After they received their candles, many people prematurely lit them. After being advised to, they blew them out again and waited for the appropriate time. Sponsors of the event, including Miami University GLBT Services, Oxford-area PFLAG, and the City of Oxford, spoke and then they invited a recent graduate of Miami University who spoke Spanish to read off the names of the victims.
Candles were lit and the sky cleared – allowing the 200-plus attendees to spread out along the perimeter of the park. Members of the community were invited to the microphone to make statements and then the public was invited to blow out their candles. The community was urged to mingle following the event.
Oxford Police Chief John Jones was the only in-uniform police officer in attendance at the vigil. When asked about security he noted he did not want to comment specifically, but he wanted it to be clear the Oxford City Police is always working behind the scenes to make sure every event is safe, especially those events following a national tragedy such as the attack in Orlando. He also addressed the “Oxford Bubble,” pointing out the bubble doesn’t really exist for police officers. He commented, “You know Oxford, it always feels like a safe community. People generally feel safe here and let their guard down in a lot of ways. We in the background do things because we know bad things can happen and we’re not immune to it.”
Nelson noted, she had personal worries about the increased security many Pride Celebrations (including Cincinnati’s) have been utilizing. “The challenge with increasing security is that it increases the policing of peoples bodies.” She worries that it might make many feel uncomfortable at celebrations, instead of welcome. She elaborated, “It becomes this situation where you’re increasing security to help people feel safe, but we have communities that haven’t felt historically safe by the people who are set to protect them.”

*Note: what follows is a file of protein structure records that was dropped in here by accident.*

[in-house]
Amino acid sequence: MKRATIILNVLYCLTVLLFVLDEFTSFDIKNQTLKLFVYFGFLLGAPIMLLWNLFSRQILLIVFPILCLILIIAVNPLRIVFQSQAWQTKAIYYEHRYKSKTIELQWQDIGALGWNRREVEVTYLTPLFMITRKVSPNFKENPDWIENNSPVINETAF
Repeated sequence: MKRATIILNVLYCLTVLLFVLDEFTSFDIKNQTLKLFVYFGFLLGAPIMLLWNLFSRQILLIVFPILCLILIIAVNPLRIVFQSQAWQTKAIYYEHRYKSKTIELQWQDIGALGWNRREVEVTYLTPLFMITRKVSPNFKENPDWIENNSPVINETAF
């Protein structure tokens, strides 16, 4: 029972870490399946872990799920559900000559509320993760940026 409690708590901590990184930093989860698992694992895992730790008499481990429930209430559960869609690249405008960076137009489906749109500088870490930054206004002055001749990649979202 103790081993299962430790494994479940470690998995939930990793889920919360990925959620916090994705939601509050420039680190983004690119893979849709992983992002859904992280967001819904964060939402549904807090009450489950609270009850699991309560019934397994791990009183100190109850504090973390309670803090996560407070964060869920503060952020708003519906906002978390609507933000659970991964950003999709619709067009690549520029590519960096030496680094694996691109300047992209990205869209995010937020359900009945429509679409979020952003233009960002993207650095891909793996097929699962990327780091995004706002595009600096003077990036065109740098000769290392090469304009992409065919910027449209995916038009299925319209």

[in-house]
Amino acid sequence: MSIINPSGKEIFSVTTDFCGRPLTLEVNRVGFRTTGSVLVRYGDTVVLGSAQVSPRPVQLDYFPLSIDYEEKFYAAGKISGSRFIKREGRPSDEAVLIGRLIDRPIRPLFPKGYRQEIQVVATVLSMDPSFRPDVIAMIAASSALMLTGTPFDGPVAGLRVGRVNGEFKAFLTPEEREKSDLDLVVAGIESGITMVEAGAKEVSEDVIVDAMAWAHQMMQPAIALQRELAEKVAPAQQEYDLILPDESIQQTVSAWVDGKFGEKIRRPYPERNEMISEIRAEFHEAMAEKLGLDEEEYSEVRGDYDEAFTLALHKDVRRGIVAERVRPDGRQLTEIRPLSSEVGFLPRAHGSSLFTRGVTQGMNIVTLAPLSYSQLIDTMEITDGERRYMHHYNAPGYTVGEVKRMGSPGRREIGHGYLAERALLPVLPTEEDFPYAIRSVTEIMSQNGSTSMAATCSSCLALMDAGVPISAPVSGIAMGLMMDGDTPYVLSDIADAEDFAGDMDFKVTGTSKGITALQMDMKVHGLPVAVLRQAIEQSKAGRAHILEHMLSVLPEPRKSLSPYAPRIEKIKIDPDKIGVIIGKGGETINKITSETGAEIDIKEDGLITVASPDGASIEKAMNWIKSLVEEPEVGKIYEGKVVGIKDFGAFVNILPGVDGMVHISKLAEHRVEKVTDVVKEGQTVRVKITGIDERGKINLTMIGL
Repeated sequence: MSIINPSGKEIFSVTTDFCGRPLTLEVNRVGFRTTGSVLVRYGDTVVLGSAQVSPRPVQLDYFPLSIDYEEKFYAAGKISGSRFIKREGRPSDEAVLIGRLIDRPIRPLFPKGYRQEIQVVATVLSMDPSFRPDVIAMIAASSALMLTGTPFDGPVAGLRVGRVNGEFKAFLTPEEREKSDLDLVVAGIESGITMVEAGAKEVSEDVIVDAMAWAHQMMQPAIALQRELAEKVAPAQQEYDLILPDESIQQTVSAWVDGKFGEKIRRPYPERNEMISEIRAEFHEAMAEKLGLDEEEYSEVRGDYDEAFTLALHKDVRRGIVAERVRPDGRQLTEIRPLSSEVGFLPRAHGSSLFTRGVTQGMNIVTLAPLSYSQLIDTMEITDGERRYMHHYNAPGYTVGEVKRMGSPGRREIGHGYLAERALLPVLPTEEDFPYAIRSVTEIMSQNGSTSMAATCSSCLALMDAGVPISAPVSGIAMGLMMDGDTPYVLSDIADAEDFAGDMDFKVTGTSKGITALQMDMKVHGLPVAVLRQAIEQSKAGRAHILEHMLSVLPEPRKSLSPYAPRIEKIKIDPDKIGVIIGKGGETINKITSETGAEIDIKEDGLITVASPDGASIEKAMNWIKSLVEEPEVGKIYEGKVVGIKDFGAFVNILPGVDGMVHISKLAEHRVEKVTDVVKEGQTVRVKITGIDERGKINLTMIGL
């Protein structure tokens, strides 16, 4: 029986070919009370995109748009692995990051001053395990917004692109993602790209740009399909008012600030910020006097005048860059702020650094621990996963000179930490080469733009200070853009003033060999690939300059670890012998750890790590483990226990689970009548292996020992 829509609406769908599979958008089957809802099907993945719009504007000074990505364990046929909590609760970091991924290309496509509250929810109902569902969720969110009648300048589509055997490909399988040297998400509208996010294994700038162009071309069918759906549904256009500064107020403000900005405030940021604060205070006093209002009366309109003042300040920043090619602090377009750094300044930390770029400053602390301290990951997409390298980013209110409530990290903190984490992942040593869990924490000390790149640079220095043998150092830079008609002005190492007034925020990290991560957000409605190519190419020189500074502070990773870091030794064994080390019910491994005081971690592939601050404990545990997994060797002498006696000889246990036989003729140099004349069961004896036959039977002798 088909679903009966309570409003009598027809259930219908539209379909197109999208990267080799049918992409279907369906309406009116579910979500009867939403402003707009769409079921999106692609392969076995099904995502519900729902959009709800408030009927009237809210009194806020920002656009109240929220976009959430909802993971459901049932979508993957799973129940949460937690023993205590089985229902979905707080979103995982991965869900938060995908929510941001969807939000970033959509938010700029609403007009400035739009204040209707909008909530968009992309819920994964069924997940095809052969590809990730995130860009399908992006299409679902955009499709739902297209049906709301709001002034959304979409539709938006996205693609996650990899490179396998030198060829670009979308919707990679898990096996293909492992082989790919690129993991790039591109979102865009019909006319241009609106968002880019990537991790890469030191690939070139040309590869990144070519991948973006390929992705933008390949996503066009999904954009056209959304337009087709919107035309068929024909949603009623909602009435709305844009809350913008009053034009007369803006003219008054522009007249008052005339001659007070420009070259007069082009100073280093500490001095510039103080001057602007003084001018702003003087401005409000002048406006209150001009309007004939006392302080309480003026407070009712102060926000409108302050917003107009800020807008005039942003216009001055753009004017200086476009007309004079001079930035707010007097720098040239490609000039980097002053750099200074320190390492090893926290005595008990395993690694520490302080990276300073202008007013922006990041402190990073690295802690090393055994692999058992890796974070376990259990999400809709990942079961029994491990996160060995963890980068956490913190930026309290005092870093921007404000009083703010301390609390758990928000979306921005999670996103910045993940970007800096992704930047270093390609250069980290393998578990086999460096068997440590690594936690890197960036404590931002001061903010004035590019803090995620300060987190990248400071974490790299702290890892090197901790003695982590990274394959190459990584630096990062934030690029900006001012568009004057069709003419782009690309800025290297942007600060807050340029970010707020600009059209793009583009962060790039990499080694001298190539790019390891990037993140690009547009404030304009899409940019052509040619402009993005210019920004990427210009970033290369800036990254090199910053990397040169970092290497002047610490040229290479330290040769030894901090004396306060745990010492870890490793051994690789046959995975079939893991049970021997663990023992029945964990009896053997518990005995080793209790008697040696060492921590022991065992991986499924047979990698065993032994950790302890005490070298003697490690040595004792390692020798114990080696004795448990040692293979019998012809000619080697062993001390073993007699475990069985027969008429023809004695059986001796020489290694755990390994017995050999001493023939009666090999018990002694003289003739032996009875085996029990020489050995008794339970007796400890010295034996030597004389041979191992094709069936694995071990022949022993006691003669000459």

She believes you can acknowledge that, while still appreciating many things the police do for society. She stressed, she was not calling out any particular police force. “We did reach out to Oxford City Police, who have been so wonderful. Many of them are actually safe-zone trained and super supportive. We don’t need them to necessarily be highly visible, but we do need them.”
Nelson is not the only person to sing the Oxford Police’s praises. According to Jewell, Chief Jones actually invited Oxford-area PFLAG to watch a video on work with LGBTQ+ youth. She noted, they had the “most heartwarming discussions because they had a lot of questions and there was a lot of really positive discussion.” The videos covered how to treat domestic calls that involved LGBTQ+ youth.
About the tragedy in Orlando, Chief Jones noted, “It’s hard not to be affected by it as a person, so certainly it’s something we talk about here. And we have a pretty good relationship, I think, with our LGBT.”
All of the security for the vigil happened behind the scenes, making it an event that was both safe and inclusive to all – just what Nelson called for. Oxford’s police took everything the LGBTQ+ community said to heart in light of the tragedy, and they helped make the vigil a successful event. However, it was still an event nobody wanted to have to attend.
Chief Jones touched on this topic a little himself saying, “I saw some press conferences and I hope to God that I’m never in front of a microphone like that, after a situation like that.”